OBJECTIVE To describe clinical outcomes of a paediatric population with histologically confirmed lymphocytic myocarditis.
DESIGN A retrospective review between November 1984 and February 1998.
SETTING A major paediatric tertiary care hospital.
PATIENTS 36 patients with histologically confirmed lymphocytic myocarditis.
MAIN OUTCOME MEASURES Survival, cardiac transplantation, recovery of ventricular function, and persistence of dysrhythmias.
RESULTS Freedom from death or cardiac transplantation was 86% at one month and 79% after two years. Five deaths occurred within 72 hours of admission, and one late death at 1.9 years. Extracorporeal membrane oxygenation support was used in four patients, and three patients underwent heart replacement. 34 patients were treated with intravenous corticosteroids. In the survivor/non-cardiac transplantation group (n = 29), the median follow up was 19 months (range 1.2–131.6 months), and the median period for recovery of a left ventricular ejection fraction to > 55% was 2.8 months (range 0–28 months). The mean (SD) final left ventricular ejection and shortening fractions were 66 (9)% and 34 (8)%, respectively. Two patients had residual ventricular dysfunction. No patient required antiarrhythmic treatment. All survivors reported no cardiac symptoms or restrictions in physical activity.
CONCLUSIONS Our experience documents good outcomes in paediatric patients presenting with acute heart failure secondary to acute lymphocytic myocarditis treated with immunosuppression. Excellent survival and recovery of ventricular function, with the absence of significant arrhythmias, continued cardiac medications, or restrictions in physical activity were the normal outcomes.
- paediatric cardiology
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The diagnosis of acute myocarditis in childhood presents a formidable clinical challenge, as the spectrum of presentation can manifest from little or no detectable myocardial dysfunction to fulminant congestive heart failure.1-3 Limitations in defining the nature of the disease—its incidence, clinical course, and response to treatment—have been in part caused by the lack of a uniform standard in the diagnosis. As such, existing literature addressing clinical outcomes have relied upon various diagnostic criteria, and report a broad range in survival and residual cardiac dysfunction.4-8 In this regard, there is limited literature derived from a homogenous paediatric population, with histologically confirmed acute lymphocytic myocarditis.9-13 Using the Dallas classification proposed in 198414 as a diagnostic platform, we describe the clinical outcomes from a paediatric population with biopsy confirmed myocarditis, following immunosuppressive treatment.10-12
The study population comprised children presenting to the Hospital for Sick Children, Toronto, a tertiary paediatric referral centre, between November 1984 and February 1998 with acute heart failure, an unexplained dysrhythmia, or both, in the setting of an anatomically normal heart, who had undergone a diagnostic endomyocardial biopsy which demonstrated lymphocytic myocarditis. During this period, 273 such biopsy procedures were performed.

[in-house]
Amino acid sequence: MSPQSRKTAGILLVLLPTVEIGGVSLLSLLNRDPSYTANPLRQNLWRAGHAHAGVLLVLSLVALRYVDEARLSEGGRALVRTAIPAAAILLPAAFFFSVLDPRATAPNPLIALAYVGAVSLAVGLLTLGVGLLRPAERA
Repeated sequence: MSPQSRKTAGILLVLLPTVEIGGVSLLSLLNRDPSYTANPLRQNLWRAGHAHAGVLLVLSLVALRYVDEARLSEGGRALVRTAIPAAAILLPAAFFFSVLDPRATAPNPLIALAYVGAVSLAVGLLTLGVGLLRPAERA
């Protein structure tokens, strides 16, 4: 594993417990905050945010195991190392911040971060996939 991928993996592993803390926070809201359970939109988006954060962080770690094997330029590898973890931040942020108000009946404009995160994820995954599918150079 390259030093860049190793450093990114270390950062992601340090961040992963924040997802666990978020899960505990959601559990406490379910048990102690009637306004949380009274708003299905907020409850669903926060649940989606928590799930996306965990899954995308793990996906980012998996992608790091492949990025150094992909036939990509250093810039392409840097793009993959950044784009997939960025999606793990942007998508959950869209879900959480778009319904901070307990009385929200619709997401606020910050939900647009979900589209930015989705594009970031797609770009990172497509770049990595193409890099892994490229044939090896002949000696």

Biopsies were performed with right heart haemodynamics and cardiac output determinations (thermodilution or Fick method) from standard percutaneous femoral or internal jugular venous approaches using a 6F bioptome (Mansfield Scientific, Boston, Massachusetts, USA). General anaesthesia was employed in the majority of procedures. A small number of patients who required the institution of extracorporeal membrane oxygenation (ECMO) support immediately after admission had biopsies taken from the atrium during cannulation. Some patients underwent one or two subsequent biopsies as part of an algorithm regarding continuation of immunosuppressive treatment. In the pathology laboratory, biopsies for light microscopic assessment were placed in one cassette, rapidly processed (four hours), and embedded in one paraffin block. Histological sections 4 μm in thickness were cut through the block using a rotary microtome to produce a continuous “ribbon” of tissue sections which were mounted onto glass slides and coverslipped. Typically, 25–30 glass slides were thus produced to sample all levels throughout a set of biopsies. Odd numbered slides were stained with haematoxylin and eosin and even numbered slides were left untouched for special stains if subsequently needed. Biopsy specimens were reviewed by two paediatric cardiovascular pathologists and classified according to the Dallas criteria.14
The health record and cardiology database for each patient were reviewed to obtain information regarding presentation, in-hospital course and management, outpatient follow up, ECGs, Holter examinations, echocardiographic studies, and cardiac catheterisation haemodynamic data. Additional clinical follow up data on four patients no longer followed at our institution were obtained through telephone contact with the patients’ cardiologists.
MANAGEMENT AND TREATMENT
All patients presenting with acute congestive heart failure (in the absence of structural heart disease) and a working diagnosis of possible myocarditis or cardiomyopathy were admitted either to the inpatient cardiology ward or intensive care unit. Since 1995, all patients were admitted directly to the intensive care unit in order to provide expeditious support in the form of mechanical ventilation, inotropic agents, transvenous ventricular pacing, antiarrhythmic treatment, or mechanical heart assist devices. Once they were haemodynamically stable, patients underwent a diagnostic right heart catheterisation and endomyocardial biopsy. If lymphocytic myocarditis was present on the biopsy, immunosuppressive treatment was begun with corticosteroids (intravenous methylprednisolone 10 mg/kg/day over two hours for three days followed by a tapering intravenous or oral dosage regimen to 0.3 mg/kg/day by day 7 or 8, continued for two to three months). The additional administration of gammaglobulin (one dose of 2 g/kg) in this setting was started after reports that it was an adjunctive immunosuppressive agent.10 Once the patient was haemodynamically stable, management continued on the inpatient cardiology ward until the time of discharge. The indication for ECMO was a sudden or progressive reduction in cardiac output despite maximal inotropic and ventilatory support. The goal of such support was initially as a bridge to heart transplantation but, based upon an institutional experience of recovery of cardiac function, a period of observation has been allowed before a decision for transplantation is made.15 ,16